The speakers of this session agreed that cooperation was central to achieve sustainable development through capacity building, innovation and entrepreneurship. The cooperation should exist at different levels between the two continents and the countries, between the systems (Earth observation, Navigation (Galileo), communication, meteorology) and technologies (IA, big data, …) and between the organizations (private and public partnerships, network of academia, network of entrepreneurs, …).

In a keynote address ahead of the session, Veronica Cesco, Associate Programme Officer at the United Nations Office for Outer Space Affairs (UNOOSA) said that space assets had transformed the way we live and that space infrastructure had unlocked virtually limitless access to data and information, enabling great strides in the quest for sustainable development.

She referenced a study produced by UNOOSA in cooperation with the European Commission, which found that geolocation (via GNSS) and Earth observation (EO) support 40% of targets underpinning the Sustainable Development Goals (SDGs). When satellite communications are included, this share increases to over 50%. She said that capacity building was essential if we are to ensure that access to space and the benefits it enables are available to everybody.

Read this: EGNSS and Earth Observation: A promising convergence for sustainable development

The session started with an overview of current capacity building programmes, during which Meshack Ndiritu, GMES & Africa training officer at the African Union Commission (AUC) highlighted the importance of the public and private sector working together. He said that academia brings innovation and the private sector brings deployment of this innovation and that this combination is needed to sustain the services on the continent.

Space-driven entrepreneurship

Highlighting how space synergies are driving entrepreneurship, EUSPA Head of Market Development Fiammetta Diani noted that over 2 billion users are already able to access Galileo in their smartphones, which makes it possible for them to develop applications. Diani gave three examples of where space synergies are driving innovation.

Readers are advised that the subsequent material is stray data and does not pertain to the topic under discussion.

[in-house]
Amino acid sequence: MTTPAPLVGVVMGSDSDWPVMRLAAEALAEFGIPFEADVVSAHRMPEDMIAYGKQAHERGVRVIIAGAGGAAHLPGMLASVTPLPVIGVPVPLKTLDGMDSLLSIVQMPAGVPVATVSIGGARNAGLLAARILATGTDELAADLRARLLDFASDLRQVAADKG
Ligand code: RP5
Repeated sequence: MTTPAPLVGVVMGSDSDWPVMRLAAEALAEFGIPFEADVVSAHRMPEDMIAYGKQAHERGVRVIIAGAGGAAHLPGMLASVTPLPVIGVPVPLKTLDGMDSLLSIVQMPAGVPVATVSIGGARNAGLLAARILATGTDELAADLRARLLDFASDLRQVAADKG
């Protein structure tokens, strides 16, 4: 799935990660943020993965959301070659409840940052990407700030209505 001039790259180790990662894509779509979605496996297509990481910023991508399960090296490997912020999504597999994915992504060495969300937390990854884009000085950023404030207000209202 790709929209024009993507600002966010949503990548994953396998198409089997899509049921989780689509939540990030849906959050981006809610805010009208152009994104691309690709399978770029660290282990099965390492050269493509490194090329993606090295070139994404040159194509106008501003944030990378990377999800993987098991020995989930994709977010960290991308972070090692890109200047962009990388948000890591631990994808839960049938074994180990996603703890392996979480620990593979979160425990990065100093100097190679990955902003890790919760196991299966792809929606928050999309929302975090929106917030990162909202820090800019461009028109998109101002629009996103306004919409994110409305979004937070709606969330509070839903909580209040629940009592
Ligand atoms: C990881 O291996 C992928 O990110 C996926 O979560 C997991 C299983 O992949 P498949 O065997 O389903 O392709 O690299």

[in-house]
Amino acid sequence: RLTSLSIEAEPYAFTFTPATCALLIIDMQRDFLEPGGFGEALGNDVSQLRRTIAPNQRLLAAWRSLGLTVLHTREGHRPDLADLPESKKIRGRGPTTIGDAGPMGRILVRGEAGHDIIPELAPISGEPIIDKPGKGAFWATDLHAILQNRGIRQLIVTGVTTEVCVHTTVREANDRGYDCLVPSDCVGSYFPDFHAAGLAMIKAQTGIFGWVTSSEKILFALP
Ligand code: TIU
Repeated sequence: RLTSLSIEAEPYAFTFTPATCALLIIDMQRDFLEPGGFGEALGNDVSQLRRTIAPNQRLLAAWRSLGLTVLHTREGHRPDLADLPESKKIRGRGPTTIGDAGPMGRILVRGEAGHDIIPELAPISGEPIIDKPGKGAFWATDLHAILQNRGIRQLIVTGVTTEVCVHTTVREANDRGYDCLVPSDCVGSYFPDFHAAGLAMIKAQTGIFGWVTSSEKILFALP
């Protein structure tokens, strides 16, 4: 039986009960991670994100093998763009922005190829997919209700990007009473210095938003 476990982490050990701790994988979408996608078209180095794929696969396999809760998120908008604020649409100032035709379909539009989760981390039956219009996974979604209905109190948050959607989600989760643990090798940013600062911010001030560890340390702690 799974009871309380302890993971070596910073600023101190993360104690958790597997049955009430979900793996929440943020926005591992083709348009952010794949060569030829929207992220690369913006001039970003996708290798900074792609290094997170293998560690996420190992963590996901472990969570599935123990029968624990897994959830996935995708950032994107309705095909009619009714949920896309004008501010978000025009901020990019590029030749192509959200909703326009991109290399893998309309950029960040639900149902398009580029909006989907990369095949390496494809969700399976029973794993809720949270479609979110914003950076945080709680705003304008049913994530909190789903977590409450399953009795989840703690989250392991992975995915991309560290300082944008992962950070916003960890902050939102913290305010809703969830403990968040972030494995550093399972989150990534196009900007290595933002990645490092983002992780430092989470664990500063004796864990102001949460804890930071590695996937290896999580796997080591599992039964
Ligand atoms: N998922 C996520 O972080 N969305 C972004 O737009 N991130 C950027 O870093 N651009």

In precision farming, georeferenced maps are combined with highly accurate machine positioning in variable rate application systems that make agriculture more resource-efficient and reduce its environmental impact. In renewable energy, Copernicus imagery is used to optimise site selection and evaluate energy potential, while EGNSS supports fine-tuning of site selection, construction and maintenance, and timing and synchronisation functions in smart grids. Finally, EGNSS and Copernicus support infrastructure planning and maintenance with tracking and navigation and land monitoring and environmental impact assessments.

And this: Space synergies serving the environment

Diani stressed that these applications are providing opportunities for entrepreneurs and that EUSPA promotes this entrepreneurship, for example though the CASSINI initiative, or through initiatives like the Farming by Satellite prize, which last year had a Special Africa Prize, won by Kenyan-Italian team GeoM&E for a solution that uses European satellite technology to monitor coffee diseases.

Diani also said that EGNOS is expanding to Africa and that this would open up opportunities for entrepreneurs in many different areas. “EUSPA is working on new opportunities to support entrepreneurs, including through Horizon Europe. There will be concrete opportunities coming soon,” she said.

Success stories